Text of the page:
So we add another button to our form, set the caption to Update Database, and in the OnClick event put the following code:

procedure TForm1.Button2Click(Sender: TObject);

We’ll need to give Aurelius a little help to understand our schema, by including the relevant unit for the database we’re using. In our case, it’s Interbase, so add the Aurelius.Schema.Interbase unit to your DataModule uses clause. If you forget (as I did in the video), you’ll get a helpful error message.

Now, lets update our UI to interact with this expanded object model. First, lets update our code that retrieved our object based on its ID.

Add a TLabel to your form, and line it up with the one you added earlier. We’re going to display the number of TContact objects that our TCustomer has in this label. Update the code in the OnClick event for the Get By ID button as marked below.

procedure TForm1.Button4Click(Sender: TObject);
  LCustomer : TCustomer;
  LCustomer := ObjMgr.Find<TCustomer>(Edit1.Text);
  if Assigned(LCustomer) then
    Label1.Caption := LCustomer.Name;
    Label2.Caption := IntToStr(LCustomer.Contacts.Count);
    Label1.Caption := 'Not Found';
    Label2.Caption := '';

That’s pretty straight forward, but what about the dataset stuff?

We currently have a TDBGrid displaying the results of a search. Let’s extend it with a second DBGrid which will display the Contacts belonging to the currently selected Customer. The key thing to remember here is that the Contacts exist as a TList<TContact> inside the TCustomer, so we don’t need to do another query. We just need to somehow connect another Grid up to the Contacts property of the TCustomer.

Right click on AureliusDataset1 (the one that we’re loading with the Criteria from our query) and bring up the Fields Editor. At the moment it only has a persistent field for Name, so let’s add another one for Contacts. Right click in the Fields Editor, select New Field and give it a name of Contacts and a Type of Dataset.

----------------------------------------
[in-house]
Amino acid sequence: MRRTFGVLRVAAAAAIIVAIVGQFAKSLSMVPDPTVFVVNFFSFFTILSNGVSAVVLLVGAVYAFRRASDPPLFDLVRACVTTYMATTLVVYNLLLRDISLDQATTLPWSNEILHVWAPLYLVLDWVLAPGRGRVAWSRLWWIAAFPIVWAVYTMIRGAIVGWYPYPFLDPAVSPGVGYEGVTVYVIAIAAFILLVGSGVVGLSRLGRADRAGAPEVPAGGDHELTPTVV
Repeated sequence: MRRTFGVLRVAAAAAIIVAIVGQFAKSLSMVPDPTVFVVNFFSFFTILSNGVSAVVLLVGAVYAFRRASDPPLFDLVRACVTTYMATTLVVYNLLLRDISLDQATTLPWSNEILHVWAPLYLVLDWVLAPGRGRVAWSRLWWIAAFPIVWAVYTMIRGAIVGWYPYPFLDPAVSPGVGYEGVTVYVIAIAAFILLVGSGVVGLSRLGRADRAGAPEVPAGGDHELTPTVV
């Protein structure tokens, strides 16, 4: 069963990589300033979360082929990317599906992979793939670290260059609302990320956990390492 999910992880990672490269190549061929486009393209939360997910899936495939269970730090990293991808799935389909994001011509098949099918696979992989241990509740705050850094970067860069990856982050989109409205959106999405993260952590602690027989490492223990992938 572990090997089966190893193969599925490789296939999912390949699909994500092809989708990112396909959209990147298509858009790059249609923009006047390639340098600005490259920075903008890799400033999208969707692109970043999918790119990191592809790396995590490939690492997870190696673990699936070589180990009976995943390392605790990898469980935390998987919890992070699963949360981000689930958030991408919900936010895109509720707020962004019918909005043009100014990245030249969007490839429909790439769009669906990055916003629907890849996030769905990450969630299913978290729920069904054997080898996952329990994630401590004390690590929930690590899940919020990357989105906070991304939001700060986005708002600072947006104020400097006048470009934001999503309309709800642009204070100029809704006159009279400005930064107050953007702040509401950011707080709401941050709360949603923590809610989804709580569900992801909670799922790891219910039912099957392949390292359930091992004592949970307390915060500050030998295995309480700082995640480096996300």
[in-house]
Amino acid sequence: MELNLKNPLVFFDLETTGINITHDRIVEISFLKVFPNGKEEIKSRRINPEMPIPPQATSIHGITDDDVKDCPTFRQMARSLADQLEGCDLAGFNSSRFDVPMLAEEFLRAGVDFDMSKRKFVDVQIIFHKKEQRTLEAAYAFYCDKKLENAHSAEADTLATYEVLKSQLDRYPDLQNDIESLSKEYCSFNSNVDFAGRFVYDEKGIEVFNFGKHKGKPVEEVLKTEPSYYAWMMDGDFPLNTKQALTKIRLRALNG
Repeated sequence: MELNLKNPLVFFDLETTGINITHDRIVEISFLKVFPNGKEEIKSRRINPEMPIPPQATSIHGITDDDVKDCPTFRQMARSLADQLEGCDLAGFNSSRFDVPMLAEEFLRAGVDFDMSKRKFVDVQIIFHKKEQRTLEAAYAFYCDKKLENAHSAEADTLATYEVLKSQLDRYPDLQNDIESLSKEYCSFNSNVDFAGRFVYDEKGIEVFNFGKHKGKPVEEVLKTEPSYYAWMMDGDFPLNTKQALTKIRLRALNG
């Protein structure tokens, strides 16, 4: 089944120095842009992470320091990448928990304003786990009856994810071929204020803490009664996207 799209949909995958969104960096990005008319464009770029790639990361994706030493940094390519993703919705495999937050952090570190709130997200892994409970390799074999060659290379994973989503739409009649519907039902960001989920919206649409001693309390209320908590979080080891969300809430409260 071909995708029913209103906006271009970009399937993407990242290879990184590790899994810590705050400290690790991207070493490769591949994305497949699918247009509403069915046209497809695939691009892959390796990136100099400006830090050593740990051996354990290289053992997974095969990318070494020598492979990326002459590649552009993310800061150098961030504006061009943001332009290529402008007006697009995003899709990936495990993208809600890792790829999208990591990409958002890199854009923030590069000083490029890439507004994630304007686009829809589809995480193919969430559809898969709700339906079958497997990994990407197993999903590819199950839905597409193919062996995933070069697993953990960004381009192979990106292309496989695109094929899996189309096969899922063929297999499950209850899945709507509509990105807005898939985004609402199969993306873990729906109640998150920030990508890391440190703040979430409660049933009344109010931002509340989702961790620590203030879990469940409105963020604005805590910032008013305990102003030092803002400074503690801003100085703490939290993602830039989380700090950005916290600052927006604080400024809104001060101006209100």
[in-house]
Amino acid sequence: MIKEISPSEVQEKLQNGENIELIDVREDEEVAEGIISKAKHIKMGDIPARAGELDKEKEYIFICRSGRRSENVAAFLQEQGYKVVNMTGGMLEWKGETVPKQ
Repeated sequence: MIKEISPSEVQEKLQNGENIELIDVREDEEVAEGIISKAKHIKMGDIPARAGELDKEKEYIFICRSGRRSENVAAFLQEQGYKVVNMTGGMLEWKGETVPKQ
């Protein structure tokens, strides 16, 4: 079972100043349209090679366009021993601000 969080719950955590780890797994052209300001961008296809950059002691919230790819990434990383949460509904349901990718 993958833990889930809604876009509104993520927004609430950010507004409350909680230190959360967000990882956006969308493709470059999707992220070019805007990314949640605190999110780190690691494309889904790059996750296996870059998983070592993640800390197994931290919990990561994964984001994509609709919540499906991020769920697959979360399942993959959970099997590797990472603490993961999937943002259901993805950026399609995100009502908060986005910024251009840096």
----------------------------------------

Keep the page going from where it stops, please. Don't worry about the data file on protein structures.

We now have a TDatasetField pointing at our Contacts property for the current TCustomer. Let’s drop down another TDBGrid, TDBDataSource and TAureliusDataset, and connect them together like so:

DBGrid2.DataSource -> DataSource2
DataSource2.DataSet -> AureliusDataset2
AureliusDataset2.DatasetField -> AureliusDataset1Contacts

Note in the last line above, we’re pointing the DatasetField property of AureliusDataset2 to the TDatasetField we just created.

That’s it. Let’s run our app and walk through some of the changes.

First, click the Update Database button. Aurelius will compare the current structure of the database to the structure it needs to persist our business objects, and make any necessary changes. If you refresh the Data Explorer now you should see an additional Contacts table, along with a Foreign Key relationship to the record in the Customer table.

Now click the Create Customers button to create our new Acme Inc customer with a single Contact. If you view the record in the Data Explorer now you should see an entry in the Contacts table, with a link back to the correct Customer record.


Next do a search on some Customer ID’s, trying our original ones without the Contacts and also our new Acme Inc with a single Contact. You should see the correct number of Contacts displayed in our new label.

Last, search by name to find Acme Inc, and select it in the Customer Grid and you should see Wiley Coyote show up in the Contact grid.


We now have two classes in our object model, connected in a one-to-many relationship, and we can load them, save them and display them on the form using the same data aware controls we’re already familiar with.

However, often the question comes up at this point: “How can I get a reference to the currently selected TCustomer from the AureliusDataset?“. Well, I’m glad you asked.

Close the app and add another button to the form (next to the Search button). Set its Caption to Current Name and in its OnClick event put the following code:

procedure TForm1.Button6Click(Sender: TObject);
  LCurrent : TCustomer;
  LCurrent := AureliusDataset1.Current<TCustomer>;
  if Assigned(LCurrent) then

You can see we’re asking AureliusDataset1 for the Current<TCustomer>. Once we check if the result is assigned, we can start referencing it as a TCustomer, calling methods, changing properties, whatever we want.

Now we have a basic app up and running with Aurelius, I want to start diving into how we can exercise more control over how our objects are persisted. But that will be in the next post.

Remember, Code Partners has an exclusive offer on TMS Aurelius for readers of these posts. Click here to find out more.